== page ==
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Preventing cracks in electrode material

New zero-strain electrode material consisting of lithium-metal fluoride for lithium-ion batteries.

The cathode material bears a colquiriite crystal structure in which lithium fluoride (green) acts as a dummy, so that charging and recharging processes result in only extremely small changes in volume

One of factors making a smartphone, tablet PC or laptop attractive is the efficiency and life of the accumulator. Researchers are therefore attempting to improve energy stores so that they will still perform optimally even after several thousand charging and discharging processes.

State of the art

Aspects that efficiency depends on include the processes in the electrode material, which, as a rule, consists of solids with a regular lattice structure. In order for an accumulator to supply electricity, the transition metals in the cathode material have to take up and then emit electrons. To balance the charge, positively charged metal ions, frequently lithium ions, are stored in the electrode material and then released from it again. Each time they are stored, the solid body lattice expands a little, and in the reverse processes, it shrinks together again. These changes in volume in the crystal structure can result in fine cracks in the electrode material. Efficiency therefore gradually decreases, and in the worst case, the accumulator will completely fail.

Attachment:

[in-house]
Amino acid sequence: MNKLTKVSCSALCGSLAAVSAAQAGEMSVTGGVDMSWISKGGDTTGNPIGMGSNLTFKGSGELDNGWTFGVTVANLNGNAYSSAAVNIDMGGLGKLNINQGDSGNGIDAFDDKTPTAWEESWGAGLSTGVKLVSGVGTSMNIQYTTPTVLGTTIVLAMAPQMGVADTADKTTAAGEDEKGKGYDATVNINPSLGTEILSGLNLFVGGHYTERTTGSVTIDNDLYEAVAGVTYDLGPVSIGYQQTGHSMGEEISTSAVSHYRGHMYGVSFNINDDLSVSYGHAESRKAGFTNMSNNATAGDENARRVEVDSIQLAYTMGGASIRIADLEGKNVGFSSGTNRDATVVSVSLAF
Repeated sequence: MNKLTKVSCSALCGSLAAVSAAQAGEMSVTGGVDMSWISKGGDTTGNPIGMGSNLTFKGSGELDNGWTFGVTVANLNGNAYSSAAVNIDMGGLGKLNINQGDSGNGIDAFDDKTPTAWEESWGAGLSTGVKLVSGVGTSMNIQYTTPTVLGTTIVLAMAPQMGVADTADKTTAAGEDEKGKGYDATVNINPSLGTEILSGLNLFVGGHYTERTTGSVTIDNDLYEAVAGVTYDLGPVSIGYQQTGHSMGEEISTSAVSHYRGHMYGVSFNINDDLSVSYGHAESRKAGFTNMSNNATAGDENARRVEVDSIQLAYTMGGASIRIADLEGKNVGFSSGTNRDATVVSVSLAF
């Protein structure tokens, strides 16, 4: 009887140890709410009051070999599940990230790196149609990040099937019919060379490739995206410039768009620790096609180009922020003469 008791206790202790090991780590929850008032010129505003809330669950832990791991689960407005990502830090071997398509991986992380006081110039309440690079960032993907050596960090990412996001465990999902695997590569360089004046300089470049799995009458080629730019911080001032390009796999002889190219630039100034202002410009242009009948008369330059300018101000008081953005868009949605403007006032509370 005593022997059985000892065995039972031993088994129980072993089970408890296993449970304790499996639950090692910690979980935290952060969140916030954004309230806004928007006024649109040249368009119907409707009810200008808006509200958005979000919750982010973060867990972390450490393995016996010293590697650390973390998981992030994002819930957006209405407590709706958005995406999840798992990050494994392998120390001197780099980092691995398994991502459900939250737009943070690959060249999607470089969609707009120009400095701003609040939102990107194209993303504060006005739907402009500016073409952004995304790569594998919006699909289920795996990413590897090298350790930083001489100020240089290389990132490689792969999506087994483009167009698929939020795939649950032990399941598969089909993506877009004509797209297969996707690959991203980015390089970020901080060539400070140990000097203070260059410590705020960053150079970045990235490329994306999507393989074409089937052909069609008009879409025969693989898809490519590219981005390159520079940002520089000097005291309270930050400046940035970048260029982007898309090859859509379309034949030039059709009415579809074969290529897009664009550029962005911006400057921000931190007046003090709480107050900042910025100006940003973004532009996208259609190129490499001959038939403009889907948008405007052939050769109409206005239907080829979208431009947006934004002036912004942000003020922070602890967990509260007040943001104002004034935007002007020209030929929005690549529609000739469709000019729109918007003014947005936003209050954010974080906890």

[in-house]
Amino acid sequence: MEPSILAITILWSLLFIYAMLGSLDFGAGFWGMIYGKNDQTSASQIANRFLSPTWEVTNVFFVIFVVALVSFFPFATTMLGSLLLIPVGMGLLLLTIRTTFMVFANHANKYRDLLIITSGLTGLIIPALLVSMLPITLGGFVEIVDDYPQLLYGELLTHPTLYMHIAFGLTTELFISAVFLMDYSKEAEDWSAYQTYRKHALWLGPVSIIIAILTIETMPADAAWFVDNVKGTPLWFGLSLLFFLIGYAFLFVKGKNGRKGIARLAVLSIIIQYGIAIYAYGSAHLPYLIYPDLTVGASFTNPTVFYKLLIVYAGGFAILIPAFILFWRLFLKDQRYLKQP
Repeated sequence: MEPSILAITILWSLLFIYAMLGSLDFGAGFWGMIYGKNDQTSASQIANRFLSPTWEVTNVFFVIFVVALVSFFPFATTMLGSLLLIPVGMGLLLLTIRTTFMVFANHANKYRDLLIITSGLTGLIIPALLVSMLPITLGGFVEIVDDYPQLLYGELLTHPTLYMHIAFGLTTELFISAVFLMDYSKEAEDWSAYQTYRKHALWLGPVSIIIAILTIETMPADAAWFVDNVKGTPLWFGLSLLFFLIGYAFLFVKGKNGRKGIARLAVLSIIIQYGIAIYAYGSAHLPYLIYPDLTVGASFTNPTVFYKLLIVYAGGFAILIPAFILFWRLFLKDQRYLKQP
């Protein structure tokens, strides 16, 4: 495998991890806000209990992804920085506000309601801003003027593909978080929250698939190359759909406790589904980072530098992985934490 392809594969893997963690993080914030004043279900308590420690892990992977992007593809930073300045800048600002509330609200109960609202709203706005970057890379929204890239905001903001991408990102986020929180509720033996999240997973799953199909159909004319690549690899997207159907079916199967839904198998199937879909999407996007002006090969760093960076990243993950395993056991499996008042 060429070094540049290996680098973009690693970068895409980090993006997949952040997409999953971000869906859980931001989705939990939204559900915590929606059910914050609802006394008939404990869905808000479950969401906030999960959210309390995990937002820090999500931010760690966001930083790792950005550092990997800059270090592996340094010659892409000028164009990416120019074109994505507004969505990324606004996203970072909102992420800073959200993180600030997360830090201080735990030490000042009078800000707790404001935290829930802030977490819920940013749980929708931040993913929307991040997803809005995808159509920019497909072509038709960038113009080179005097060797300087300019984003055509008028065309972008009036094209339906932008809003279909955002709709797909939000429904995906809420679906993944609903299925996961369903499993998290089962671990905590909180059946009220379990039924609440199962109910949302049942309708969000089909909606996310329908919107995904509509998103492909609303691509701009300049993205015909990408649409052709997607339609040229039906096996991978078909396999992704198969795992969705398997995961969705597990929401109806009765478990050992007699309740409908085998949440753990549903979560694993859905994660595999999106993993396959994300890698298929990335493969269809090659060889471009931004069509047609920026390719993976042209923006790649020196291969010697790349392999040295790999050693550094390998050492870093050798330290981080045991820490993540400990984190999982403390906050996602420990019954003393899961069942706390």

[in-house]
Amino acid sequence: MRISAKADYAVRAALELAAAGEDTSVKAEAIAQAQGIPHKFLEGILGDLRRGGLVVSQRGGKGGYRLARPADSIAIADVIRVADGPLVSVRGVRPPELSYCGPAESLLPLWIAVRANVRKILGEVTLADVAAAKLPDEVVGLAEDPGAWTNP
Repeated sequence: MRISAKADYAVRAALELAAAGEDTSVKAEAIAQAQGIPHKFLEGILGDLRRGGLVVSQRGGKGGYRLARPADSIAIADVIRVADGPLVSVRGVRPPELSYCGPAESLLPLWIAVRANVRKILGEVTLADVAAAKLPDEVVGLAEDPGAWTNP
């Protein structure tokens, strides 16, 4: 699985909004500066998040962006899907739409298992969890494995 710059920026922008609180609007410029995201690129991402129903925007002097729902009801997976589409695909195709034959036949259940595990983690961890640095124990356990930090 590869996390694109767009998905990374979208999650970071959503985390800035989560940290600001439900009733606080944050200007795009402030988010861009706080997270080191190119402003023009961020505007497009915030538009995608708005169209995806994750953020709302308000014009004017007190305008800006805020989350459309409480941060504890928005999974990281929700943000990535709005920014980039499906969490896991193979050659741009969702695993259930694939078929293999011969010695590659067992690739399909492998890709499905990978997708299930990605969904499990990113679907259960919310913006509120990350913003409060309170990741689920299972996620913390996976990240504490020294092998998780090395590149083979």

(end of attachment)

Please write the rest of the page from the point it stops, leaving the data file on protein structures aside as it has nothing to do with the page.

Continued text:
KIT researchers at the Institute for Applied Materials (IAM-KWT) have developed an electrode material that could make accumulators more reliable in the future. It is a lithium-metal fluoride that is suitable as a cathode material and contains both lithium and two further metals, such as iron and calcium. During the charging and discharging processes, the lattice spacing of the electrode material, which has a colquiriite structure, remains almost unchanged, which is characteristic of so-called zero-strain material. In comparison to the currently employed cathode materials, changes in volume are significantly smaller, and the risk of cracks forming is consequently lower.


The new cathode material is suitable for the construction of long-life accumulators such as those used in mobile electric devices. In addition, this development offers advantages for apparatus and sensors that are installed at difficult to access locations and that use accumulators which can only be replaced with a considerable effort.

Options for companies

KIT is looking for partners to further develop and apply the technology in practical contexts.

Your contact person for this offer

Dr. Aude Pélisson-Schecker
Innovation Manager Energy
Karlsruhe Institute of Technology (KIT)
Innovation and Relations Management (IRM)
Phone: +49 721 608-25335
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